Pastor Craig Carter
Whenever a setback occurs, a normal response is a desire to return to the way things were.
The baseball pitcher who suffers an arm injury just wants to return to the mound.
A business that faces financial ruin longs to get back to operating in the black again.
Do you remember how we felt immediately after Hurricane Michael?
We all wished (and prayed) for the return of running water, for power to be restored, and for our yards to be free of downed trees and debris. We talked about the good old days of when we had air conditioning, could watch TV, or could go to the drive-thru at Chick-Fil-A.
Then as a congregation, we longed for the good old days when we had a comfortable sanctuary, or could enjoy a fellowship meal together, or could drop our kids off at AWANA Club.
As human beings, we are creatures of habit, so when our world is disrupted we long for a return to the status quo. Unfortunately, the way things were isn’t necessarily the way things ought to be.
For example, the baseball pitcher’s elbow injury may have been caused by poor throwing mechanics so his comeback necessitates some changes in his delivery, oftentimes making him more effective in the long run.
Or the business’ financial troubles may have been the result of wasteful habits so their comeback requires them to put new procedures in place and their profits soar as a result.
While none of us would wish a Cat-5 hurricane on our worst enemy, some of us have to admit it gave us the chance to get rid of some worn out furniture, do some remodeling and updating of our homes, and get to know our neighbors. In some ways, we learned the good old days weren’t all that good in comparison.
For us as a church, things were pretty good prior to 10/10/18, but not perfect. So the storm has given us the chance to come back better than ever. As I discussed last week, it certainly has enabled us to get “back to the basics” of prayer, Bible study, group fellowship, and the Lord’s Supper.
As our comeback proceeds, it’s only natural to long for the good old days but we need to be careful that we don’t fall into old familiar patterns that aren’t constructive.
I lost the use of my office due after the hurricane so for the next six months, I operated out of my car with a computer in a backpack. Then for the next year, I sat at a folding table and moved throughout our building that was undergoing reconstruction. I occupied virtually every conceivable space at one time or another.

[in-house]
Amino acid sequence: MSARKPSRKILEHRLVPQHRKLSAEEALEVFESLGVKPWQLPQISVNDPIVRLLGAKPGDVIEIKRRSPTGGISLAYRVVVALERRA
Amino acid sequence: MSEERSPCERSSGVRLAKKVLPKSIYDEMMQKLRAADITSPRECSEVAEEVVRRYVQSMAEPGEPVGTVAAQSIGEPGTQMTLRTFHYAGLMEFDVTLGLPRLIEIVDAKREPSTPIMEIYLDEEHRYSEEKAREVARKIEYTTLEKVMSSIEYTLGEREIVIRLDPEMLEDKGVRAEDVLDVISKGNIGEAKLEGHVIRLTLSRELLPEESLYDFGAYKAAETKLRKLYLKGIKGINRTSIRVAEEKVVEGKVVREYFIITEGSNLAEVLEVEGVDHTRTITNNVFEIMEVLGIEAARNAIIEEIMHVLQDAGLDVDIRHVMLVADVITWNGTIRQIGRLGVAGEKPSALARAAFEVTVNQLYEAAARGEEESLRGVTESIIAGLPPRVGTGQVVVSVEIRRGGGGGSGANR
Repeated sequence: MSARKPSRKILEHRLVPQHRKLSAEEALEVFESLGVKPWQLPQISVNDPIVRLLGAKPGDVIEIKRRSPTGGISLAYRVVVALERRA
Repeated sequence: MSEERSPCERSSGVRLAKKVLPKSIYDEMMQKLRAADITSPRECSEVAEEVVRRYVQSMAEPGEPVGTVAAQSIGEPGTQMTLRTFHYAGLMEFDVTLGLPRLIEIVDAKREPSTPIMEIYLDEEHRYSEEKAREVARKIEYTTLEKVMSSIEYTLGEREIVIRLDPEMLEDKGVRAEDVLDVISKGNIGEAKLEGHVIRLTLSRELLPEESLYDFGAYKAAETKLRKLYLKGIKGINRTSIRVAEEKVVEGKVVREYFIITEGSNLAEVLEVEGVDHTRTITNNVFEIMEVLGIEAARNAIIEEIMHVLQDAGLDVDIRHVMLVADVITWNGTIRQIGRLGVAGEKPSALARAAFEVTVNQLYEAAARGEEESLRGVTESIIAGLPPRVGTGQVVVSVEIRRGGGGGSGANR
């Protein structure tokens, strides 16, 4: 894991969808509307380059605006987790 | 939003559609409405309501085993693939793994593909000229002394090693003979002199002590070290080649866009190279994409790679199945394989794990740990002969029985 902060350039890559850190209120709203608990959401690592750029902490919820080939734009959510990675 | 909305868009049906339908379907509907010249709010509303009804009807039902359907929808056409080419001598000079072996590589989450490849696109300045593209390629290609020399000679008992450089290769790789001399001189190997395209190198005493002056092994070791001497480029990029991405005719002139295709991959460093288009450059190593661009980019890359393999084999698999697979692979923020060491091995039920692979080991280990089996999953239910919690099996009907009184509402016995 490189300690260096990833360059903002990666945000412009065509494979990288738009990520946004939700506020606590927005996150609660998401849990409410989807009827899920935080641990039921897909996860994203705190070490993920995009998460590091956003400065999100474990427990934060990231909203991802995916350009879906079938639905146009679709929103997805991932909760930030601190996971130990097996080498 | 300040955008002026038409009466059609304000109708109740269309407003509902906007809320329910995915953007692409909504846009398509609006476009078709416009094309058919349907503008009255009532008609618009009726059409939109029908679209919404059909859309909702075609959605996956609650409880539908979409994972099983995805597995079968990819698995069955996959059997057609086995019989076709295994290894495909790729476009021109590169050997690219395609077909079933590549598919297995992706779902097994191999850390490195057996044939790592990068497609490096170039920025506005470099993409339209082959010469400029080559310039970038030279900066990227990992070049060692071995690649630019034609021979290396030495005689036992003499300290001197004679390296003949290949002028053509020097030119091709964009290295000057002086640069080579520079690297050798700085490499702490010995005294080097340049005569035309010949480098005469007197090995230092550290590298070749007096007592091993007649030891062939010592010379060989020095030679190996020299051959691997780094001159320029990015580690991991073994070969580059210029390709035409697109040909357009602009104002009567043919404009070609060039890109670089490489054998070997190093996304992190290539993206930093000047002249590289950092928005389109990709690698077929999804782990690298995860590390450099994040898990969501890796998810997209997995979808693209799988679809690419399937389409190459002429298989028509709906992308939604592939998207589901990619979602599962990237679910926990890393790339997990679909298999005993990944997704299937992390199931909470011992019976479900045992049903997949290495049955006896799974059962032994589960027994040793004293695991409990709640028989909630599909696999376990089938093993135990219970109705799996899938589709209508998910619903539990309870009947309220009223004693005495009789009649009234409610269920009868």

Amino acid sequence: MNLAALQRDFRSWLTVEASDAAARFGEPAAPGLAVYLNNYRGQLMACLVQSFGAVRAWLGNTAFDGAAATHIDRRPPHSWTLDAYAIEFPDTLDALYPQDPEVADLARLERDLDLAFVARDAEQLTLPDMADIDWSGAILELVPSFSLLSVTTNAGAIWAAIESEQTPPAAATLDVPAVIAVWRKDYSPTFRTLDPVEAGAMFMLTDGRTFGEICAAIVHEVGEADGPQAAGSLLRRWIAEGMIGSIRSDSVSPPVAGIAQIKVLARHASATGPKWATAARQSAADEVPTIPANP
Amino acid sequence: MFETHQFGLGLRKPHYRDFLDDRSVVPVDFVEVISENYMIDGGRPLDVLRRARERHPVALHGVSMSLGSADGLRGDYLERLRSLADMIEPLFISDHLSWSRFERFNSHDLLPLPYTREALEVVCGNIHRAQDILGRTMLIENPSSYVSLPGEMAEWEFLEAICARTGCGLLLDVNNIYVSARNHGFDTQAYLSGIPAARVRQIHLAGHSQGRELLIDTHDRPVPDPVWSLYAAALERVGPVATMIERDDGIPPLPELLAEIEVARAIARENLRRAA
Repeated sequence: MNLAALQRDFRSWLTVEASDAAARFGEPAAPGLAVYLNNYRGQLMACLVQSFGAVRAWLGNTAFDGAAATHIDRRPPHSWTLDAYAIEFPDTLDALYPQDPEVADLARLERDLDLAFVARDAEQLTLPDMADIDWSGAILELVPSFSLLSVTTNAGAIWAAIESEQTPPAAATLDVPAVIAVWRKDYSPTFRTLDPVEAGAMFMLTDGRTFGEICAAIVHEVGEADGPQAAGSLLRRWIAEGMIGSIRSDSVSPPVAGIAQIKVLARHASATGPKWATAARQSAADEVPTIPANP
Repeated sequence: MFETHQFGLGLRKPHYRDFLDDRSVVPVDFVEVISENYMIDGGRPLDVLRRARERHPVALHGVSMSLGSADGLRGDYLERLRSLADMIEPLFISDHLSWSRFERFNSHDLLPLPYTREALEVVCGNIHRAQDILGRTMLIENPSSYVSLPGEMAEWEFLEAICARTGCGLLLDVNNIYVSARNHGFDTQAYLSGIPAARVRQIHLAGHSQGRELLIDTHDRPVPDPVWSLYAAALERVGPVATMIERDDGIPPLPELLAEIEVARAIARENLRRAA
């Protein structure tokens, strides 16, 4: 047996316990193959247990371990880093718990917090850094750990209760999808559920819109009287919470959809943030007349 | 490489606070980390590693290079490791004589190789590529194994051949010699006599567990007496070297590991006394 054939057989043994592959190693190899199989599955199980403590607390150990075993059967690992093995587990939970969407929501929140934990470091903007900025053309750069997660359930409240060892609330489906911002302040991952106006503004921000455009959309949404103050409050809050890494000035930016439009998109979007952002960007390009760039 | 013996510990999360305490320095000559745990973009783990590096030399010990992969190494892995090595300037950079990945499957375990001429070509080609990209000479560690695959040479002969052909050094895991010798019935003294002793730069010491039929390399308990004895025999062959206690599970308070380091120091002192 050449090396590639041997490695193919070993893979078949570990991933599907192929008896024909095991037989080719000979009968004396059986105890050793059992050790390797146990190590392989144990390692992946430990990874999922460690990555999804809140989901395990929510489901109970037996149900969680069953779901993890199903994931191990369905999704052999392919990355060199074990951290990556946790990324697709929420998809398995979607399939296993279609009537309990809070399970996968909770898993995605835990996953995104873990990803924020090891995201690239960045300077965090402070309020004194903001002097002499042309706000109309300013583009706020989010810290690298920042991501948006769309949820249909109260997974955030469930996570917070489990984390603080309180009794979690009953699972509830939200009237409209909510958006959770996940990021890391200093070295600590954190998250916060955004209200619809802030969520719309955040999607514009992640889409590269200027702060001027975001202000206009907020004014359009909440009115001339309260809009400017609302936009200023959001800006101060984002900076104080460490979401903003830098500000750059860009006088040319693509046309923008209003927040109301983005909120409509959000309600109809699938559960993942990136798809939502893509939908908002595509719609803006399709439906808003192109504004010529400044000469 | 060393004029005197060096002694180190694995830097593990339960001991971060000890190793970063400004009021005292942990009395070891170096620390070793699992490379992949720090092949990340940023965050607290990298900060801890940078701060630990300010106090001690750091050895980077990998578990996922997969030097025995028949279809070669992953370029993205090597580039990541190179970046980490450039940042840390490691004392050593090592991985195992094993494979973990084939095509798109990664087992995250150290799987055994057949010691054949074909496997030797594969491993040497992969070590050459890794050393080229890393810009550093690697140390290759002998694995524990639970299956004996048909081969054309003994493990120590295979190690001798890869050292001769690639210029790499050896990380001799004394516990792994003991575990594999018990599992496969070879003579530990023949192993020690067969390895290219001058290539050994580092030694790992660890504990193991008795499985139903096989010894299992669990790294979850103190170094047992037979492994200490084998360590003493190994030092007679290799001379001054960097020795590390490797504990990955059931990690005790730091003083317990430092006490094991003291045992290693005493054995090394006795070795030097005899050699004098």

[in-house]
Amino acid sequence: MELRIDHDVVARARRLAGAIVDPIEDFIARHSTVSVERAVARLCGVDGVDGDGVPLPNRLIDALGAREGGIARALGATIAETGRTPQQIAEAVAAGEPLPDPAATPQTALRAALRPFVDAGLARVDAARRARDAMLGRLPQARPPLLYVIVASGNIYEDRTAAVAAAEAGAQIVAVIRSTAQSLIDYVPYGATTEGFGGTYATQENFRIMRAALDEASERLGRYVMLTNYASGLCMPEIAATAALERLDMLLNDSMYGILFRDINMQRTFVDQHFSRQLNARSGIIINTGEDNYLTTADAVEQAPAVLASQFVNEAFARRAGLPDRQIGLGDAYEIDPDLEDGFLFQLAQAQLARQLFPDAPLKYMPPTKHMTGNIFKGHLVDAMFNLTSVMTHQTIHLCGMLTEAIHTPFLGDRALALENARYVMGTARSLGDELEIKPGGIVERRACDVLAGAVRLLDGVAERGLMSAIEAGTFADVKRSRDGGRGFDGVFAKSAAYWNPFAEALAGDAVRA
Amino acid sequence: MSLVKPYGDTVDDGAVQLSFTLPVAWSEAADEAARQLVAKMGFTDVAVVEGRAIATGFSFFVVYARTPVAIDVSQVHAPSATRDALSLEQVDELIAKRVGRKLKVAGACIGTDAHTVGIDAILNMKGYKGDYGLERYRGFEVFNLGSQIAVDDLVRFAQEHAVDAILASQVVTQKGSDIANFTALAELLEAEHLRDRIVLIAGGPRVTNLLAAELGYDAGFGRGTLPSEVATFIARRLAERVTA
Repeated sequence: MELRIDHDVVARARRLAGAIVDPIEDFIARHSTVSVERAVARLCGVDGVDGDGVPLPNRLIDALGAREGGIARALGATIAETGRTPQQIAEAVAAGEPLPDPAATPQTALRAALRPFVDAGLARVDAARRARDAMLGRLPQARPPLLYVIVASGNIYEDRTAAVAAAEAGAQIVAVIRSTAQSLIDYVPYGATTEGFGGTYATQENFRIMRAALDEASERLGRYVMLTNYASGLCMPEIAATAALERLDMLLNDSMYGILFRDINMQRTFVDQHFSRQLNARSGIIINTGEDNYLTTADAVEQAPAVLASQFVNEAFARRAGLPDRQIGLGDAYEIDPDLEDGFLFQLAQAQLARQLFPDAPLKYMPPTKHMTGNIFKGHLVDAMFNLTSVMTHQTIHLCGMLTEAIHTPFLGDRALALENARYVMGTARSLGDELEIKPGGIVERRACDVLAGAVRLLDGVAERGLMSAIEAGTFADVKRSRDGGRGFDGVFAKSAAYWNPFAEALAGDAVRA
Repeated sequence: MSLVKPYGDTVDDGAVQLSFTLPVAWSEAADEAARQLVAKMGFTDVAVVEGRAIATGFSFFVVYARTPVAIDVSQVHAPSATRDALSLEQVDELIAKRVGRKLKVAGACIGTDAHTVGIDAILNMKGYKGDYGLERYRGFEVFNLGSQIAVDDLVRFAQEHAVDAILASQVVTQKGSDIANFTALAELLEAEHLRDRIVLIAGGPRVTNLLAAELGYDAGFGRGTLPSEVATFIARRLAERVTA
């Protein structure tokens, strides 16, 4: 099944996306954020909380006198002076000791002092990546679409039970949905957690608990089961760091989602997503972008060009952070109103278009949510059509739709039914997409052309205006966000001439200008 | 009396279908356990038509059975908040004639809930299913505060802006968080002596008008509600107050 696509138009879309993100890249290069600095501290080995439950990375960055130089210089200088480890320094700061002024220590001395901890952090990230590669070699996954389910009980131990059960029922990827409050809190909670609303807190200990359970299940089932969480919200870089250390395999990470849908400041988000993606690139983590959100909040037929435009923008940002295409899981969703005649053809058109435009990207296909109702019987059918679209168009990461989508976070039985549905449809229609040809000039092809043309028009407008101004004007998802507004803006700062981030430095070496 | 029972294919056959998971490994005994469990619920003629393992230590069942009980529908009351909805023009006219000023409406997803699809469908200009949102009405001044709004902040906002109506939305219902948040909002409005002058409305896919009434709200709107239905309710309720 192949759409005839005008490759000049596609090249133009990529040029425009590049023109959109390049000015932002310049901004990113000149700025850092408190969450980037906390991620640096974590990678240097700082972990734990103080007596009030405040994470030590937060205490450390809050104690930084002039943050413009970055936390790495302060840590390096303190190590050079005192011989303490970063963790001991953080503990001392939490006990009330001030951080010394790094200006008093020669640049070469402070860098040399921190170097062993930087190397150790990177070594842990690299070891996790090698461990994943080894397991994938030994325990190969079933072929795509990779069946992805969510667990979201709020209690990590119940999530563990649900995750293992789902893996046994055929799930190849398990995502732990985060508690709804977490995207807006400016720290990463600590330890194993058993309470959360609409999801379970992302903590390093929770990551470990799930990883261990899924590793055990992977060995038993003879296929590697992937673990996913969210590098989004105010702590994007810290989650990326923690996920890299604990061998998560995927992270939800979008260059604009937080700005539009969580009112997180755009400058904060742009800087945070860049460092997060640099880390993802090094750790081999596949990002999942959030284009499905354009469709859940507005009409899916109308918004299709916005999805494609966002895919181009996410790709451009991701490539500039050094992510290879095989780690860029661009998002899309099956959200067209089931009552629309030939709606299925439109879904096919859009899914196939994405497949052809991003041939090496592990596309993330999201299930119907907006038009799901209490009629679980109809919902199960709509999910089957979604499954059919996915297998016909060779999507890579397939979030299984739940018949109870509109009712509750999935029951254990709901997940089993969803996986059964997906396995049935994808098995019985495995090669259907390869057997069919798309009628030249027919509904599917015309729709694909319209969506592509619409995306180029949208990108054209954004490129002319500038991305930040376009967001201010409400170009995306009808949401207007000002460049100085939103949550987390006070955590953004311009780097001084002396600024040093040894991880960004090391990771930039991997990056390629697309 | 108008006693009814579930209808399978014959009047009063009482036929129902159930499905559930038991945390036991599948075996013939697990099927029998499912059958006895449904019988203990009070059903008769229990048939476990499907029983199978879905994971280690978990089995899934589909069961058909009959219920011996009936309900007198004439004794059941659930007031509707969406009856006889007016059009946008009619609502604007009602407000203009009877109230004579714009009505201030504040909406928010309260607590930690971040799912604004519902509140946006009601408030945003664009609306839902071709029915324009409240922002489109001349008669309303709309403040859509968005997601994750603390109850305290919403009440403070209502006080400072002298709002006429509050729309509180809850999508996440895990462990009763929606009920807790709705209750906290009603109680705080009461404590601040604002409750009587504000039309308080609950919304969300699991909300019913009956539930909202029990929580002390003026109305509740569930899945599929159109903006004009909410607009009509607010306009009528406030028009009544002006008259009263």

Sure, I longed for the good old days of having a nicely furnished and roomy office, but I also realized some benefits of doing without. At the time of the storm, my office was filled with piles of clutter, most of which ultimately proved unnecessary since it was dumped in the trash. I also became aware that I had been spending too much time in my comfortable surroundings and needed to get out and see people more.
Now that I have a new office, guess what’s happened in a relatively short amount of time? I’ve resumed my old habits and created new piles and retreated inside.
The good days aren’t really the good old days when it comes to the way I function in an office environment. But the real problem isn’t the good old days, it’s the good old days I returned to.
I probably need to go all the way back to the good days of my first job in the Air Force. I worked with classified materials in a research facility. We had a “clean desk policy,” meaning when you left at the end of the day, everything had to be removed from the desktop and other work spaces, ensuring no secret documents were left out.
Then I think about how I related to my office when I first became a pastor. I spent mornings in the office but visited homes and hospitals each afternoon. I’d probably do well to get back to those good old days of ministry.
In a similar way, our comeback is going to require us to get “back to the good old days.” But not the good old days as most of us remember them. The good old days we need to get back are the ones we share as United Methodist Christians.
The time immediately following Jesus’ death and resurrection was the “heyday” of the Church. During this time period, the Kingdom expanded rapidly, many lives were changed and souls saved. Likewise, the formative years of Methodism were the best of the good old days. In 1776, 2.5% of American residents were Methodist. By 1850 it was 34%. Now in 2021 we’re down to 2%.
So, what can we learn from our spiritual ancestors that will shape our comeback?
What we discover is that some tried and true principles emerge from the good old days of both Christianity and Methodism. Let’s talk about them in terms of some of the common activities of the church.
One of the reasons God put us on this planet is to worship. Through the ages, worship has been an important activity for God’s people.
When you think of worship in the good old days, what comes to mind?
Spirited singing of gospel hymns? Fire and brimstone preaching? Altar calls?
Surprisingly, little is said about these sorts of things in the Book of Acts. Instead, the identifying characteristic of worship in the good old days was signs and wonders.
A deep sense of awe came over them all, and the apostles performed many miraculous signs and wonders. And all the believers met together … all the while praising God… (Acts 2:43, 47a NLT)
The apostles were performing many miraculous signs and wonders among the people. And all the believers were meeting regularly at the Temple… (Acts 5:12 NLT)